Although it’s something I’ve known intrinsically for as long as I can remember, it’s only been in recent years that I’ve realized how much music brings people together. Music has the beautiful ability to function as an individual activity or one of social connection.
Last evening was one of those moments when I was taken with the warm and joyful experience of the music-making-in-a-group kind. This one centred around ukuleles, of course, and was part of a celebration of music education (Music Monday), an area that I’m quite passionate about.
It began with the screening of a documentary called The Mighty Uke. This quirky little film touches on the history (including the pop culture history) of our tiny hero: the ‘ukulele. I scanned the room regularly to watch the reactions of those in attendance, both young and old(er). There were smiles, definitely laughs, some nods of recognition and even a few teary moments. All were engaged in the wild and wooly stories of the “jumping flea.”
The film set the stage for what came next: making music. Some folks were members of the Royal City Ukulele Ensemble and were very comfortable playing together. Some were relative newbies but were venturing out to test their musical abilities in a safe environment. Some were folks who perhaps had never touched a ukulele before (goodness!) and experienced their first ukulele jam session.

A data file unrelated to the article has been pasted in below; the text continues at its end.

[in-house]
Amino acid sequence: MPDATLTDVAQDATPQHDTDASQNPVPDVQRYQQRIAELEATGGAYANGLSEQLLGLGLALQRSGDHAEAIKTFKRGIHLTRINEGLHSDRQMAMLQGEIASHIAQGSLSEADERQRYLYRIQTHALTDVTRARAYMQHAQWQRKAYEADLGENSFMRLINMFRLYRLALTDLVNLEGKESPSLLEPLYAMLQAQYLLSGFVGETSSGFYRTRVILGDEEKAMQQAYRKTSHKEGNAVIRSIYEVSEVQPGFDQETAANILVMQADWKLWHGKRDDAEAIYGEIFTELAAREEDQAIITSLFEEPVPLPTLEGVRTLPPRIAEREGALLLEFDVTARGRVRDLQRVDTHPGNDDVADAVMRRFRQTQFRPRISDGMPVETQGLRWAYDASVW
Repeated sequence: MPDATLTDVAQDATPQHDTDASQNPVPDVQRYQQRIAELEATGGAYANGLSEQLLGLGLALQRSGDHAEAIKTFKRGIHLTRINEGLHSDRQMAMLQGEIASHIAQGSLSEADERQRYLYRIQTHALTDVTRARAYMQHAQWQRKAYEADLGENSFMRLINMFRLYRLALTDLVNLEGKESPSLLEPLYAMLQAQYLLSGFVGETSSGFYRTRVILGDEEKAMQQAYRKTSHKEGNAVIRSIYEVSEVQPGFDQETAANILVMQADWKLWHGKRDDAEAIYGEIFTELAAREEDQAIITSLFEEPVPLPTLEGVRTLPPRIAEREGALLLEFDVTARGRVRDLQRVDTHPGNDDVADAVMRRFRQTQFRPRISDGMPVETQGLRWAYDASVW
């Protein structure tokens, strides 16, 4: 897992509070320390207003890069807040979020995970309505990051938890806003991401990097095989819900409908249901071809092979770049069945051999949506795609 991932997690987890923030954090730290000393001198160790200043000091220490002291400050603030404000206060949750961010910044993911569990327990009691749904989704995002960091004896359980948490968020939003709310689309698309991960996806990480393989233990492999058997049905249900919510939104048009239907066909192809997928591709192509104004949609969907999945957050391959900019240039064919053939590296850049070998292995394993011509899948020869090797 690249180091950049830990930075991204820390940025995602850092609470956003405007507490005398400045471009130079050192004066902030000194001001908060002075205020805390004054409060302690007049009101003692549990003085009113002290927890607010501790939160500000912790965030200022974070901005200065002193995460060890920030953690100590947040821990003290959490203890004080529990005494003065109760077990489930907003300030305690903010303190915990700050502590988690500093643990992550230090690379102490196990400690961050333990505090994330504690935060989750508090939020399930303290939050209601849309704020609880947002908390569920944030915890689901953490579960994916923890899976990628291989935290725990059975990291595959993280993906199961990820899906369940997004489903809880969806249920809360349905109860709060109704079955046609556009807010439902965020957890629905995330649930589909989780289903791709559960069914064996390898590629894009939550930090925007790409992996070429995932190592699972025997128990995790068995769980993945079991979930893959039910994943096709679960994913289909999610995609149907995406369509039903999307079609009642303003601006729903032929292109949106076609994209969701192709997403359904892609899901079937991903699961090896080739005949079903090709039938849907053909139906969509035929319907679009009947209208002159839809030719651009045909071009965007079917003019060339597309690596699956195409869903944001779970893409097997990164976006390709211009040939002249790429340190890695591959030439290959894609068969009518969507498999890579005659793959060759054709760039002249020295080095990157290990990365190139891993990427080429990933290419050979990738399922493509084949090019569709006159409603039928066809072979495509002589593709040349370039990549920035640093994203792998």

We had six songs to play — songs that registrants had received in the previous weeks and we had yet to try altogether as “The Mighty Uke Jam Ensemble”. I gave them a quick pep talk and the mandatory “Z Chord is your secret weapon” advice and, as we began to play and sing, the magic really began to happen.
There were smiles. Lots of smiles. There was laughter and at the end of each song, acknowledgement of the success of having made the song sound like a song! A group of 30+ participants, at least half of whom did not know each other before that evening, came together and created music. Just like that. And it was perfectly imperfect.
As we finished, there was a great energy in the room. The joy of having made music together, regardless of age or experience level. We came together in some cases as strangers but we left the evening feeling as though we had all connected in those moments to create something as a group. It reminded me of many things, including the fact that ukuleles should be mandatory at all business meetings as an ice-breaker, creativity booster and stress-reliever… (don’t get me started)
But mostly, it reminded me that although I talk about ukuleles in my every day life and get some snickers and eyerolls from those who haven’t yet experienced them firsthand (i.e. the ‘ukulele dark side), I know in my heart the power of this friendly little instrument:
The quiet introvert
The social connector
The charming hipster
The peace maker
The happiness generator
The little instrument that could. And does.